The battle over Broadacres Golf Course continues to play a key role in discussions of the 2013 Orangetown budget.
Orangetown Supervisor Andy Stewart sparked a heated debate of the fate of the course when he suggested its closure earlier this year and he included closing it as part of his proposed budget for 2013.
The primary stated reason is an estimated average loss of $300,000 per year.
Joe Wrafter, who has managed the course for eight years, questioned those numbers when he spoke at the Orangetown Town Board's workshop Tuesday night.
"Revenue increased from 2005 to 2010 by 40 percent and we ended up at this phantom number of $312,000 (lost for 2011)," Wrafter said. "I'd like to see the support of those number and an explanation of what expenses escalated at a significant amount to give us these astronomical losses year after year."
Wrafter cited numbers in recent newspaper stories, but Stewart said he should stick to the audited records of the town.
"The numbers in the audited books of the town, I've shared with you and the pubic in the past," Stewart said. "That's where you need to get your numbers, not from the newspaper, where sometimes there are problems.
"There is no question whether there is a deficit or not and no question to the quality of the management of the course and the investment of people like yourself in making it a golf course people want to go to, but the numbers are what they are."
Wrafter pointed out that in better times for the golf courses in Orangetown, they were supportive of the town.
"It seems unfair to me that when golf courses run a deficit now, the town forgets what happened in the past."
Members of the golf committee including Larry Costello questioned the practicality of closing the golf course, pointing out that at least in the short term, the savings would be limited. The town would still have expenses related to the course even if it closed, though they would be reduced.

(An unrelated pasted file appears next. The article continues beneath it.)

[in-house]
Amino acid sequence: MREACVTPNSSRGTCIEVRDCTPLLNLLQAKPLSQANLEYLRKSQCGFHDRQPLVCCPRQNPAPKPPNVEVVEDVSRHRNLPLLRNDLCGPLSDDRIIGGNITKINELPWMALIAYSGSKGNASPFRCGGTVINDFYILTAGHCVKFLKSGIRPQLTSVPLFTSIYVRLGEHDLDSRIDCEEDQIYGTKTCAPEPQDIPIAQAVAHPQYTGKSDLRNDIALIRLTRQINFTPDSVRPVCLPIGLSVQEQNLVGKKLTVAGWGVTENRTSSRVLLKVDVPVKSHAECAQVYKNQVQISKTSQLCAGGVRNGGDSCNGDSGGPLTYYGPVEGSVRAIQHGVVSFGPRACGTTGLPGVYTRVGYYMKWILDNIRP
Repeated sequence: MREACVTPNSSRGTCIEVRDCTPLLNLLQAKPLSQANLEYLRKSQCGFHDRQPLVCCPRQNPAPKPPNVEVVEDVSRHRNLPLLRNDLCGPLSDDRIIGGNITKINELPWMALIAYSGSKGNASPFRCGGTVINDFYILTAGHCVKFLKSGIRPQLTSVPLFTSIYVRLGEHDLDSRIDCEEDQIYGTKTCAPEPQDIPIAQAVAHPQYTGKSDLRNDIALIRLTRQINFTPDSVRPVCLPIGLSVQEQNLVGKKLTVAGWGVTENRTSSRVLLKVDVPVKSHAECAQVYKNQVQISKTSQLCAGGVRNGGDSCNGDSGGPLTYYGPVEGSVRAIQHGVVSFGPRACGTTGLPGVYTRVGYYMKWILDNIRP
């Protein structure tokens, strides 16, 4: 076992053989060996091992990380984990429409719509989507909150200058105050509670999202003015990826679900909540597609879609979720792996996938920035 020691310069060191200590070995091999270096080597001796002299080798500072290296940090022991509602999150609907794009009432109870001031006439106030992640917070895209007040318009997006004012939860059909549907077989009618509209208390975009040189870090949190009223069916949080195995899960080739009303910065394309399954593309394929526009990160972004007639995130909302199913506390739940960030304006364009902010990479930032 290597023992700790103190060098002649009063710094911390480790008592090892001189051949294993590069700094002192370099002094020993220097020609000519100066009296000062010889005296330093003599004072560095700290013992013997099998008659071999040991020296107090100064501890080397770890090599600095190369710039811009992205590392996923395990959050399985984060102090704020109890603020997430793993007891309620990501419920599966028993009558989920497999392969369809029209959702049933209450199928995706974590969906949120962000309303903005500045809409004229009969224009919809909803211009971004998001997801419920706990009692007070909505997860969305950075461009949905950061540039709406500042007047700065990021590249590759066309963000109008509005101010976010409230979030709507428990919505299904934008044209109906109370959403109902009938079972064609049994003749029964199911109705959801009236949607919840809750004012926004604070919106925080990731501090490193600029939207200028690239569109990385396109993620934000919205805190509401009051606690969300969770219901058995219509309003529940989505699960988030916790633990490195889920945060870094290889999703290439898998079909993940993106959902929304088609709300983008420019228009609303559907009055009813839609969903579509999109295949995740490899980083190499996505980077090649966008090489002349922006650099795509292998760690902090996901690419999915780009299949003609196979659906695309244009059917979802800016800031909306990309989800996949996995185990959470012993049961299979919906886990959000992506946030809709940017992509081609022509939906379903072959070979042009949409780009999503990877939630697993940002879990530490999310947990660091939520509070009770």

Councilman Tom Diviny continued to argue that the only way closing Broadacres makes sense is if the current full-time employees there are laid off rather than moved elsewhere in the Parks and Recreation Department.
"If you're going to close the golf course, you have to get rid of the employees to have real savings. I don't think anybody can dispute that."
He also questioned some of the numbers in Stewart's proposed budget, specifically projected 25 percent increase in business at Blue Hill Golf Course if Broadacres is closed.
"You are not going to get a 25 percent increase at Blue Hill from closing Broadacres," Diviny said. "The prime times at Blue Hill are all booked. The people who play Broadacres are going to go somewhere else. You might get 10 percent."
"That's one of the numbers that is really guesswork," Stewart said.
Councilman Paul Valentine suggested that Stewart gauge CSEA reaction to potentially laying off full-time employees when closing Broadacres.
"We should know the answer tomorrow," Diviny said. "We've been dealing with this since April."
Stewart said he is concerned with making sure that the town doesn't face extra complications if it lays those employees off, but the option is on the table.
Councilman Denis Troy said the discussion of the course's value has to go beyond just lines in the budget.
"One thing that still has to be taken into consideration is the value of the asset itself as a golf course," Troy said. "It's not as valuable as it was 10 or 15 years ago when golf was really hot, but it's still an asset. If you let it grow over, you don't have that asset any more."
"It's also an asset to the taxpayers and general public of the town," Wrafter said. "It's a tremendous asset to those people. We should never lose sight of that. It's not just dollars and cents, but human beings."
Valentine and other members of the board also called for ongoing exploration into finding a private entity to take over the course.
Other Budget Issues
Troy questioned if the board was getting too bogged down in one of many budget issues.
"We're in the hole four to six million and we're arguing about $300,000," Troy said. "What else are we going to talk about on the budget tonight?"
Stewart asked for suggestions. Valentine said he and other members of the council are putting together ideas for the budget, but no councilmen were ready to make any suggestions Tuesday night.
"We're trying to come up with proposals," Diviny said. "Some of these are ideas we think are great, but they may not be great once we have input from the department heads."
Stewart also announced Tuesday night that he has chosen the Jeff Vencik of Haverstraw as the town's new finance director.